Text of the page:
"One of the magical things about theater is that it gathers a crowd of people in a quiet space, and each member of the audience gets to see how people respond differently to the different things being said on stage. The person next to you will laugh at something that you’d never think of laughing at, and you’ll get a glimpse into all the different ways of viewing the world. Unfortunately, so much theater today is less nuanced. It gives you a large dose of one way of thinking, in hopes of getting as many of the same type of people into the theater as possible."
Upon second viewing, I have definitely concluded that Guardians of the Galaxy is even better when you imagine it as a tabletop campaign with an increasingly frustrated DM who’s sick of being interrupted.
GM: “Roll 2d10.”
found this print while cleaning the apartment… what exactly is going on here???
"Hello. My name is Inigo Montoya. You killed my father. Prepare to die."
It begins with the King as a boy—having to spend a night alone in the forest to prove his courage so that he could become king. While he was standing there alone, he’s visited by a sacred vision. Out of the fire appears the Holy Grail, the symbol of God’s divine grace. And a voice said to the boy, “You shall be the keeper of the Grail, so that it may heal the hearts of men.” But the boy was blinded by greater visions, of a life filled with power and glory and beauty. And in this state of radical amazement, he felt for a brief moment not like a boy, but invincible…like God. So he reached into the fire to take the Grail. And the Grail vanished, leaving him with his hand in the fire, to be terribly wounded.
Now, as this boy grew older, his wound grew deeper, until one day, life for him lost its reason. He had no faith in any man, not even himself. He couldn’t love or feel loved. He was sick with experience. He began to die.
One day, a fool wandered into the castle and found the king alone. Being a fool, he was simpleminded, he didn’t see a king, he saw a man alone and in pain. And he asked the king, “What ails you, friend?” The king replied, “I’m thirsty. I need a some water to cool my throat.” So the fool took a cup from beside his bed, filled it with water, handed it to the king. As the king began to drink he realized that his wound was healed. He looked at his hands, and there was the Holy Grail that which he sought all of his life! And he turned to the fool and said in amazement, “How could you find that which what my brightest and bravest could not?” And the fool replied, “I don’t know. I only knew that you were thirsty.” Very beautiful, isn’t it? I think I heard that at a lecture once…I don’t know…a professor…at Hunter.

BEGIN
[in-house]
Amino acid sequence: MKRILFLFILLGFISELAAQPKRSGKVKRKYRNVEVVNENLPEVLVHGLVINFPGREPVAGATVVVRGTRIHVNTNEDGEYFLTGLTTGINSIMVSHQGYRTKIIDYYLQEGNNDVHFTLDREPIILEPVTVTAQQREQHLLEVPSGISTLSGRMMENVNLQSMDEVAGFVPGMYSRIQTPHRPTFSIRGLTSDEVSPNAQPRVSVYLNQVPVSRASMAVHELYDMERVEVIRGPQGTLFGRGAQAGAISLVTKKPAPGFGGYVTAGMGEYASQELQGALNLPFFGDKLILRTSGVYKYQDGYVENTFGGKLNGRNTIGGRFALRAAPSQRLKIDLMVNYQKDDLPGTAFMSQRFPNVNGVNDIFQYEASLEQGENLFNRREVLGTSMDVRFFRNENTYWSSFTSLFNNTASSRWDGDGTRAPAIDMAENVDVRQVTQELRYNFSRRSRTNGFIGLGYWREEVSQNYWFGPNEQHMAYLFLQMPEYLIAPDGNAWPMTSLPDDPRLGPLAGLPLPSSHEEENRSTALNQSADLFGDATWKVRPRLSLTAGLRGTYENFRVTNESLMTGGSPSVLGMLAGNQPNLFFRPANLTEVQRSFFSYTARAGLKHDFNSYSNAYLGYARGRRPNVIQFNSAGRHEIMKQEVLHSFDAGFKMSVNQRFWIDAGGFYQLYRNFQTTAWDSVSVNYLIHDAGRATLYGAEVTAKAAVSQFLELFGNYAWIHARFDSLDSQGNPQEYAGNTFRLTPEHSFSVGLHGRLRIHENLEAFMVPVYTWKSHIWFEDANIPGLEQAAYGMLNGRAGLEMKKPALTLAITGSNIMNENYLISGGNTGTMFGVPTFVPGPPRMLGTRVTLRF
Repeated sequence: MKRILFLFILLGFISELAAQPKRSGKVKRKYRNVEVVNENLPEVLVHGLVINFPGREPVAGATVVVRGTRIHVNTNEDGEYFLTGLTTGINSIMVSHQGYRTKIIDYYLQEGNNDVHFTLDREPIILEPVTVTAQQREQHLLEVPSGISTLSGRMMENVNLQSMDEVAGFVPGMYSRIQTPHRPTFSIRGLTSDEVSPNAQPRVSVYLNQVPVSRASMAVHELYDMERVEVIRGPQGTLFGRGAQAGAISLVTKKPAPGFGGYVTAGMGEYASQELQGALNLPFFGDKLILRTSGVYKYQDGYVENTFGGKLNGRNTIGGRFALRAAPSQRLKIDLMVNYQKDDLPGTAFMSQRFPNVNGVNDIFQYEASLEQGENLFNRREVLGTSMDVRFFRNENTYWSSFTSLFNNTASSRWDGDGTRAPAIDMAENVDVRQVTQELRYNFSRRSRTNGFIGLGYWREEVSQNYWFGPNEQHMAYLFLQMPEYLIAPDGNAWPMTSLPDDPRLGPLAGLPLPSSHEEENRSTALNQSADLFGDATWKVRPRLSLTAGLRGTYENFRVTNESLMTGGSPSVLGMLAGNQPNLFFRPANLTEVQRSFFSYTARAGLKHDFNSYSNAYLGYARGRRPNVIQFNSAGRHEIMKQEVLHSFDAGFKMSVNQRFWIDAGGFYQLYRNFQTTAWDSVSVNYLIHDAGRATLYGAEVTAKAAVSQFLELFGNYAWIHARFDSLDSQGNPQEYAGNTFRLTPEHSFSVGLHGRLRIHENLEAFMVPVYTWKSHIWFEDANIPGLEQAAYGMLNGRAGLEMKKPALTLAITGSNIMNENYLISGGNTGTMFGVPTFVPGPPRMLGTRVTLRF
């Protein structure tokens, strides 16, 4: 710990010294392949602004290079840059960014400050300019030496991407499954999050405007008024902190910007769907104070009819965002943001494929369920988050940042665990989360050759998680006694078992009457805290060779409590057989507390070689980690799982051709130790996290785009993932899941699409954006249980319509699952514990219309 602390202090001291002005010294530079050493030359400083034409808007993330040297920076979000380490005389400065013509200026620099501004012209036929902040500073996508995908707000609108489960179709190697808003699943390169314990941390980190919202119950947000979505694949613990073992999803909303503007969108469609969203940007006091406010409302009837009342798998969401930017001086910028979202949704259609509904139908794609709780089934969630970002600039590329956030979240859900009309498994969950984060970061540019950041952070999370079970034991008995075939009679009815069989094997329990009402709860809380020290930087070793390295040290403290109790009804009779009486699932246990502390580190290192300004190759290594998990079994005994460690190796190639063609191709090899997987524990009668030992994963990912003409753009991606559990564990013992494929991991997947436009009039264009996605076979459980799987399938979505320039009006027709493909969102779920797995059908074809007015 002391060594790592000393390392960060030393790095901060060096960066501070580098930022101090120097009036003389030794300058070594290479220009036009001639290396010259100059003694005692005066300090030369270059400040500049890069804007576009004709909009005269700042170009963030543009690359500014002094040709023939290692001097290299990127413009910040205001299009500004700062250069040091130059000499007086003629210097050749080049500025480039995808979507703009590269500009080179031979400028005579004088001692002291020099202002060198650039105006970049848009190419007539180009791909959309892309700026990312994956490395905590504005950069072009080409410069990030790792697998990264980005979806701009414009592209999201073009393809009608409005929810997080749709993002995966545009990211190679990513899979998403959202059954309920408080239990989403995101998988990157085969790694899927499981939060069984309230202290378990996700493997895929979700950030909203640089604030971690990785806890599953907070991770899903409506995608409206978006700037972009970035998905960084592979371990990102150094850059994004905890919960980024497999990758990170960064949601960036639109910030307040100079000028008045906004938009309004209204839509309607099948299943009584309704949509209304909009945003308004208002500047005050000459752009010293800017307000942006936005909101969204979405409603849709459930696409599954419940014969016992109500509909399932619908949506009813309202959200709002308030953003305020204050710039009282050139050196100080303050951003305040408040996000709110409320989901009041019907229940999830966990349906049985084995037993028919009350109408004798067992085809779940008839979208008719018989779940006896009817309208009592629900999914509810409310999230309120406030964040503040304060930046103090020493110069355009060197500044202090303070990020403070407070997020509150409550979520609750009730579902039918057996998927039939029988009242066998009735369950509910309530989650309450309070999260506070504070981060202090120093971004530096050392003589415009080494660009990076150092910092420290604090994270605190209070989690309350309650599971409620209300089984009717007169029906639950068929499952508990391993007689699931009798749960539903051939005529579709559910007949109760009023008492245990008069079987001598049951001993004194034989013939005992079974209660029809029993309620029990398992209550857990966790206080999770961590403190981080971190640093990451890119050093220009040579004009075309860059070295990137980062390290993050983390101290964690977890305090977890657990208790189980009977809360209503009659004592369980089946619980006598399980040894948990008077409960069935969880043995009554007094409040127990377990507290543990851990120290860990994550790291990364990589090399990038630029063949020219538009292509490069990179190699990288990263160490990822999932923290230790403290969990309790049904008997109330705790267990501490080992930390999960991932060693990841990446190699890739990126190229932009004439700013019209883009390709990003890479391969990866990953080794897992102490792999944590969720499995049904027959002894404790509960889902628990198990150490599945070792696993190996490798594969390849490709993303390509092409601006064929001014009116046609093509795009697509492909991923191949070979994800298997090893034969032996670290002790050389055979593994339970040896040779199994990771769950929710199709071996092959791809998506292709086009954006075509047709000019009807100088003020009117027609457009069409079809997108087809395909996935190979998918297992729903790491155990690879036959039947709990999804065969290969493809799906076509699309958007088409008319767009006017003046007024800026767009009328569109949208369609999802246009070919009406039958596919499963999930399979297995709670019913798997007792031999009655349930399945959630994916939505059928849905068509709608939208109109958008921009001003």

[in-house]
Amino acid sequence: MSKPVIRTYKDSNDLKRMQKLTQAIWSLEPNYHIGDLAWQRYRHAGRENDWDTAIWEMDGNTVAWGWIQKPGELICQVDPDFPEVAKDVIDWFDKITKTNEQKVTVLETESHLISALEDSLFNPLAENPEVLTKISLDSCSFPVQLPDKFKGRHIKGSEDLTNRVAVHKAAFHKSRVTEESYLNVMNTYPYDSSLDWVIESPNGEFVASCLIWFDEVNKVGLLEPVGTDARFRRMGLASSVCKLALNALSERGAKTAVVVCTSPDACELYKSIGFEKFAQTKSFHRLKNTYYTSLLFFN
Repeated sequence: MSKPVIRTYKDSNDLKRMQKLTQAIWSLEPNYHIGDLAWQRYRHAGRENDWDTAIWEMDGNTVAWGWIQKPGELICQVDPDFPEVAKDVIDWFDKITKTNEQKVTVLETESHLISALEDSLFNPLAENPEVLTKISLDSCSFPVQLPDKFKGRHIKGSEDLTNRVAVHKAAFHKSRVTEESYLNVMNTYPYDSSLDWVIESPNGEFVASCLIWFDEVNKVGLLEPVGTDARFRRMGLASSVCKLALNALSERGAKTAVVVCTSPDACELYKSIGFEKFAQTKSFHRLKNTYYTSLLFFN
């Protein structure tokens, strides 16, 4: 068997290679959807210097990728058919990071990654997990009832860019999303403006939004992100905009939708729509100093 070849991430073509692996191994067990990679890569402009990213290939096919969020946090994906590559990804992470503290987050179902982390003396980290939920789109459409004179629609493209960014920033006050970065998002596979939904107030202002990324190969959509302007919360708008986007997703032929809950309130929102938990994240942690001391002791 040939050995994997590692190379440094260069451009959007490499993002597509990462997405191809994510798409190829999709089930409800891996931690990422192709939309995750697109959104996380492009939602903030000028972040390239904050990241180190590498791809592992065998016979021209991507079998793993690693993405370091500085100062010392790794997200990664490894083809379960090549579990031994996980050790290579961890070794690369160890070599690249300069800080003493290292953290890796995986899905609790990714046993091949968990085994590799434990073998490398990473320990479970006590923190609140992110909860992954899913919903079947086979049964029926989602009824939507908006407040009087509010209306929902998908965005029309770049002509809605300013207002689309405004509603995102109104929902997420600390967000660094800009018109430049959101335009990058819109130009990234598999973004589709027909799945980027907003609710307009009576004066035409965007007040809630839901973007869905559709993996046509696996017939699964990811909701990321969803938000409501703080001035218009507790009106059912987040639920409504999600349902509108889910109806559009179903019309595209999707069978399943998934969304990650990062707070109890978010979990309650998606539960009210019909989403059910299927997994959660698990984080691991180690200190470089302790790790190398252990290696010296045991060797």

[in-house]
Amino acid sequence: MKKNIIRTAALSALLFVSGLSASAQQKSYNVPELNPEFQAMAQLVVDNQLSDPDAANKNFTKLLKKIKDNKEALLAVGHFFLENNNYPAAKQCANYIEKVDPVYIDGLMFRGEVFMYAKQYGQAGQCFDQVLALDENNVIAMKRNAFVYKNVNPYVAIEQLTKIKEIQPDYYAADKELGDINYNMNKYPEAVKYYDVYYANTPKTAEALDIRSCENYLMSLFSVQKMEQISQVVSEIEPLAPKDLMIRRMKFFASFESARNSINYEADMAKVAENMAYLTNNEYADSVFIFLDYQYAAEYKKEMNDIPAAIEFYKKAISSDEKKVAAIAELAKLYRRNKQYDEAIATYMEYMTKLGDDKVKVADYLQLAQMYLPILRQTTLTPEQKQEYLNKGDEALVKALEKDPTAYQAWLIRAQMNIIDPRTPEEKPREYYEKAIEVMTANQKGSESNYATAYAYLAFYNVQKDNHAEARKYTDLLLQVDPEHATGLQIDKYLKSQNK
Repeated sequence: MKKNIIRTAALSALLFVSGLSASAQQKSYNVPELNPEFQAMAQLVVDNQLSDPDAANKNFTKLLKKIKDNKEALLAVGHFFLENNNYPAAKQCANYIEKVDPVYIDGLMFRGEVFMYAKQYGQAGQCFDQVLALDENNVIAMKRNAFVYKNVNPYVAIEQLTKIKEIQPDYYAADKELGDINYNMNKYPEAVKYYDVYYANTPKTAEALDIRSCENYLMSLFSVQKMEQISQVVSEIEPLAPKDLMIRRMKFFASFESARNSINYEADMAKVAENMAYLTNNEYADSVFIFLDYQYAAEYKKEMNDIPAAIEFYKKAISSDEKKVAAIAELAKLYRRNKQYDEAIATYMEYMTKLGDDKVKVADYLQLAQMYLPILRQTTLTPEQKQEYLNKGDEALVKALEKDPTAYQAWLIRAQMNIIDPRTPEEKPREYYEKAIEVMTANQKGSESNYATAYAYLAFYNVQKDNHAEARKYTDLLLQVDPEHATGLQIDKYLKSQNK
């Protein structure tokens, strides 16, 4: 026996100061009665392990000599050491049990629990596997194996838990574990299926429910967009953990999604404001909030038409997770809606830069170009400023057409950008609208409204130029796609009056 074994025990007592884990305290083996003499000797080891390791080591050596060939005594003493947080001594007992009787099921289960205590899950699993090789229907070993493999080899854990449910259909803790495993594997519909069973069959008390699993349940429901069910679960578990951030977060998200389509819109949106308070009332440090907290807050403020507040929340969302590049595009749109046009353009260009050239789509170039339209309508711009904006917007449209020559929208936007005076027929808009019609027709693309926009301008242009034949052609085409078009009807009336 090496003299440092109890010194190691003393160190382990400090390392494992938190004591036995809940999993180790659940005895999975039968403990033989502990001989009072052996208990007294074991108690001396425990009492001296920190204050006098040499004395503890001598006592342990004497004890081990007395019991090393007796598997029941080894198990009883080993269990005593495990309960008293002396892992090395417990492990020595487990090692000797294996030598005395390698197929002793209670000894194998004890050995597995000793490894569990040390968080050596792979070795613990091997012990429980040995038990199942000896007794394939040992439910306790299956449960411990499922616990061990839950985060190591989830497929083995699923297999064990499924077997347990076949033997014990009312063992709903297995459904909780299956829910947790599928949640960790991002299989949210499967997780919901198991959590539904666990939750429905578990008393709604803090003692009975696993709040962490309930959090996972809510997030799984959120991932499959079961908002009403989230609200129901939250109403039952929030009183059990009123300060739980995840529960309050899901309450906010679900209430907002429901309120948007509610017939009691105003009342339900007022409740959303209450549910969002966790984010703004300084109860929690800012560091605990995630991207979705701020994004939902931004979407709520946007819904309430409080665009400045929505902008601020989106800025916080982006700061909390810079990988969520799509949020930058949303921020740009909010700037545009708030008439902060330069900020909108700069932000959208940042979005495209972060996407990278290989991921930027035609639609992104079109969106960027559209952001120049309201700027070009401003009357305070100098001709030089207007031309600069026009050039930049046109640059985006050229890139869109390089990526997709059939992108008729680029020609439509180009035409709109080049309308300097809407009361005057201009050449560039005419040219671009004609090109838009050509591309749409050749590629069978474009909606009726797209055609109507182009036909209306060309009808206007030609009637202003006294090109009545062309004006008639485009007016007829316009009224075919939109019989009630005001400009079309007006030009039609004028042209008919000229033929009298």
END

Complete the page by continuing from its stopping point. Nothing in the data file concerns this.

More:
Dead Poets Society [1989 dir. peter weir]
"We don’t read and write poetry because it’s cute. We read and write poetry because we are members of the human race. And the human race is filled with passion. And medicine, law, business, engineering, these are noble pursuits and necessary to sustain life. But poetry, beauty, romance, love, these are what we stay alive for. To quote from Whitman, "O me! O life!… of the questions of these recurring; of the endless trains of the faithless… of cities filled with the foolish; what good amid these, O me, O life?” Answer. That you are here - that life exists, and identity; that the powerful play goes on and you may contribute a verse. That the powerful play and you may contribute a verse. What will your verse be?”
Dead Poets Society [Peter Weir, 1989]
“My parents were captured when I was sixteen. They both died in prison.”
“What do you remember about the day they were taken?”
“I’m sorry. I don’t think I can do this. Can we stop?”
Slap them all in togas instead of suits and it would perfect
It also follows a pyramidal composition!
However, I would argue that this picture is more Baroque than Renaissance. Notable features of Baroque art are:
- Images are direct, obvious, and dramatic.
- Tries to draw the viewer in to participate in the scene.
- Depictions feel physically and psychologically real. Emotionally intense.
- Extravagant settings and ornamentation.
- Dramatic use of color.
- Dramatic contrasts between light and dark, light and shadow.
- As opposed to Renaissance art with its clearly defined planes, with each figure placed in isolation from each other, Baroque art has continuous overlapping of figures and elements.
- Common themes: grandiose visions, ecstasies and conversions, martyrdom and death, intense light, intense psychological moments.
In the baroque, artists strove to evoke aesthetic responses. Now I’m not talking about aesthetic as in “oh thats pretty” I’m talking about aesthetic like that punch in the gut reaction you get to something.
One of the ways this was done was through the depiction of intense emotion which we see in this photograph. compare to Bernini
The picture also displays a wonderful use of chiaroscuro (an effect of contrasted light and shadow created by light falling unevenly or from a particular direction on something) a style used extensively by Caravaggio and other Baroque artists.
oh my god
This post keeps getting better.
A movable bookcase that hides a secret room? Yes, please! #someday
Have a secret room behind a bookcase is a life goal for me.
Don’t you dare try to tell Shakespeare how to do his thing Microsoft Word!